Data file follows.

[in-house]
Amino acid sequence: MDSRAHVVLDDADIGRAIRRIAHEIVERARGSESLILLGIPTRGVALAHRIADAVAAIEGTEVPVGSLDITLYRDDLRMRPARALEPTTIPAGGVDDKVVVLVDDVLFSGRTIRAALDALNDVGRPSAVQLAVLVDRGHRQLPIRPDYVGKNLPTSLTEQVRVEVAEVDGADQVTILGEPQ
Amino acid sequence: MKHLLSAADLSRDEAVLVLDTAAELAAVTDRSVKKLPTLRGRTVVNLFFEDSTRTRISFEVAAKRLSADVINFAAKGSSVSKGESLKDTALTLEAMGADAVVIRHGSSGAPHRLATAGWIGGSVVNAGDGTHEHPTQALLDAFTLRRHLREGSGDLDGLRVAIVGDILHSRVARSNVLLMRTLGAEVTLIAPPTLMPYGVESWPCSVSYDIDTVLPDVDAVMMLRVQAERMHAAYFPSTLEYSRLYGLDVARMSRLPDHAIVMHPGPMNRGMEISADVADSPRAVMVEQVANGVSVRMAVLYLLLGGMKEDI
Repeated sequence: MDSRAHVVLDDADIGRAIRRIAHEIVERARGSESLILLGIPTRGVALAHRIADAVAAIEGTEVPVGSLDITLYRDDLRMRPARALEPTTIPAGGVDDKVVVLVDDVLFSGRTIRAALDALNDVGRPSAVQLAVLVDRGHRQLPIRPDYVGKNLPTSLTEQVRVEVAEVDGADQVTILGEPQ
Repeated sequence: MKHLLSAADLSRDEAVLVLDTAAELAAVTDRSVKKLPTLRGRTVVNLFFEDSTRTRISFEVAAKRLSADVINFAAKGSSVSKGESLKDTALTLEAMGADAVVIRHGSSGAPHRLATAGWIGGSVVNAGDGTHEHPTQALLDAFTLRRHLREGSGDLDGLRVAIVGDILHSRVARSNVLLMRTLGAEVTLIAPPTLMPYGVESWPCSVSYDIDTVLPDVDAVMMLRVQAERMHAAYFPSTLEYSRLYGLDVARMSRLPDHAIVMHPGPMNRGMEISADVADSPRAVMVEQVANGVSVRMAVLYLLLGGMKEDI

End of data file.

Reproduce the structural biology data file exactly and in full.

[in-house]
Amino acid sequence: MDSRAHVVLDDADIGRAIRRIAHEIVERARGSESLILLGIPTRGVALAHRIADAVAAIEGTEVPVGSLDITLYRDDLRMRPARALEPTTIPAGGVDDKVVVLVDDVLFSGRTIRAALDALNDVGRPSAVQLAVLVDRGHRQLPIRPDYVGKNLPTSLTEQVRVEVAEVDGADQVTILGEPQ
Amino acid sequence: MKHLLSAADLSRDEAVLVLDTAAELAAVTDRSVKKLPTLRGRTVVNLFFEDSTRTRISFEVAAKRLSADVINFAAKGSSVSKGESLKDTALTLEAMGADAVVIRHGSSGAPHRLATAGWIGGSVVNAGDGTHEHPTQALLDAFTLRRHLREGSGDLDGLRVAIVGDILHSRVARSNVLLMRTLGAEVTLIAPPTLMPYGVESWPCSVSYDIDTVLPDVDAVMMLRVQAERMHAAYFPSTLEYSRLYGLDVARMSRLPDHAIVMHPGPMNRGMEISADVADSPRAVMVEQVANGVSVRMAVLYLLLGGMKEDI
Repeated sequence: MDSRAHVVLDDADIGRAIRRIAHEIVERARGSESLILLGIPTRGVALAHRIADAVAAIEGTEVPVGSLDITLYRDDLRMRPARALEPTTIPAGGVDDKVVVLVDDVLFSGRTIRAALDALNDVGRPSAVQLAVLVDRGHRQLPIRPDYVGKNLPTSLTEQVRVEVAEVDGADQVTILGEPQ
Repeated sequence: MKHLLSAADLSRDEAVLVLDTAAELAAVTDRSVKKLPTLRGRTVVNLFFEDSTRTRISFEVAAKRLSADVINFAAKGSSVSKGESLKDTALTLEAMGADAVVIRHGSSGAPHRLATAGWIGGSVVNAGDGTHEHPTQALLDAFTLRRHLREGSGDLDGLRVAIVGDILHSRVARSNVLLMRTLGAEVTLIAPPTLMPYGVESWPCSVSYDIDTVLPDVDAVMMLRVQAERMHAAYFPSTLEYSRLYGLDVARMSRLPDHAIVMHPGPMNRGMEISADVADSPRAVMVEQVANGVSVRMAVLYLLLGGMKEDI